Hong Kong stocks fell for a seventh day in eight as concern mounted that Europe will fail to contain its debt crisis, slowing the global economy.
HSBC Holdings Plc (HSBA), Europe’s largest bank by market value, slumped 2.9 percent. Standard Chartered Plc (STAN), the U.K.’s second-biggest bank by market capitalization, declined 3.9 percent. Zhaojin Mining Industry Co., a gold producer, jumped 6.1 percent after the price of the metal earlier surged to an all-time high.
The Hang Seng Index dropped 1 percent to 19,595.14 at the close, paring losses of as much as 2.6 percent. About three stocks fell for each that gained in the gauge of 46 companies. The Hang Seng China Enterprises Index (HSCEI) declined 0.7 percent to 10,502.73. The measure of Chinese companies listed in Hong Kong earlier dropped as much as 2.8 percent.
“The spread of Europe’s debt crisis is a major concern for the market,” said Linus Yip, chief strategist at First Shanghai Securities in Hong Kong. “But for Hong Kong, there are some buying interests. It’s at a valuable level right now, triggering long-term funds to come in. The market may have some good support at the current level.”
The Hang Seng Index (HSI) is in a bear market after falling 22 percent from its high in November 2010. The equity benchmark has lost 15 percent this year, the worst performance among Asia’s five developed stock markets, according to data compiled by Bloomberg. Shares on the index traded at 10.5 times forecast earnings, compared with 11.3 times for the S&P 500.
HSBC slid 2.9 percent to HK$67, and Standard Chartered declined 3.9 percent to HK$176.90.
Financial shares across Europe and the U.S. plunged yesterday amid concern that the debt crisis in countries from Greece to Italy and France is worsening. The gauge of banks, brokerages and insurers in the Hang Seng Composite Index slipped 1.3 percent today.
Futures on the Standard & Poor’s 500 Index rose 1.8 percent today. In New York yesterday, the S&P 500 fell 4.4 percent as banks slumped on concern Europe will fail to contain its debt crisis and that the U.S. economy is faltering.
Contracts to insure French government debt against default for five years increased 13 basis points to 174.5 basis points yesterday, according to data by CMA, which is owned by CME Group Inc. and compiles prices quoted by dealers in the privately negotiated market.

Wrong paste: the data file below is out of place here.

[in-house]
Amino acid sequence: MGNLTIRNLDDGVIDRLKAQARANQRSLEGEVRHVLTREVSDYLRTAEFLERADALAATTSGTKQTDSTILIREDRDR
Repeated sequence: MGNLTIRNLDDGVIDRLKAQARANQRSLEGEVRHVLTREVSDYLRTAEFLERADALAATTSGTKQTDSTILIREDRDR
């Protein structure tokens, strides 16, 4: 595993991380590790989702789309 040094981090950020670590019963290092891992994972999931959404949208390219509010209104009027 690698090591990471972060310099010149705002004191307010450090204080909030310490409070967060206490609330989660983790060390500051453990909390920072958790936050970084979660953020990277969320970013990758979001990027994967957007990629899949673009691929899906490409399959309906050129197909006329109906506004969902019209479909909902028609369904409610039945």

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Cement makers dropped after Reuters reported China cut its 2012 affordable housing development target by 20 percent, citing two unidentified people close to the government. Anhui Conch Cement Co. (914), a mainland maker of the building material, tumbled 7.3 percent to HK$33.25. China National Building Material Co., a cement maker, slid 5.5 percent to HK$13.34.
China Railway Group Ltd., a builder of the nation’s rail link, and CSR Corp. (1766), a mainland train maker, sank at least 6.1 percent after the Chinese government said it will suspend approvals on new railway projects following a deadly train crash last month.
Airlines advanced. China Southern Airlines Co., Asia’s largest carrier by passenger numbers, and China Eastern Airlines Corp., the No. 2, surged at least 6.5 percent.
Among other stocks that rose, Zijin Mining Group Co., China’s biggest gold producer by market value, increased 3.2 percent to HK$3.83, and Zhaojin Mining Industry Co., a Shandong-based gold miner, gained 6.1 percent to HK$17.52 after gold earlier rallied to a record.
Futures on the Hang Seng Index lost 1.1 percent to 19,411. The HSI Volatility Index fell for a second day, extending yesterday’s 18 percent record decline. The benchmark gauge for Hong Kong stock options dropped 1.2 percent to 42.20. The current level indicates options traders expect a swing of 12 percent in the Hang Seng Index in the next 30 days.
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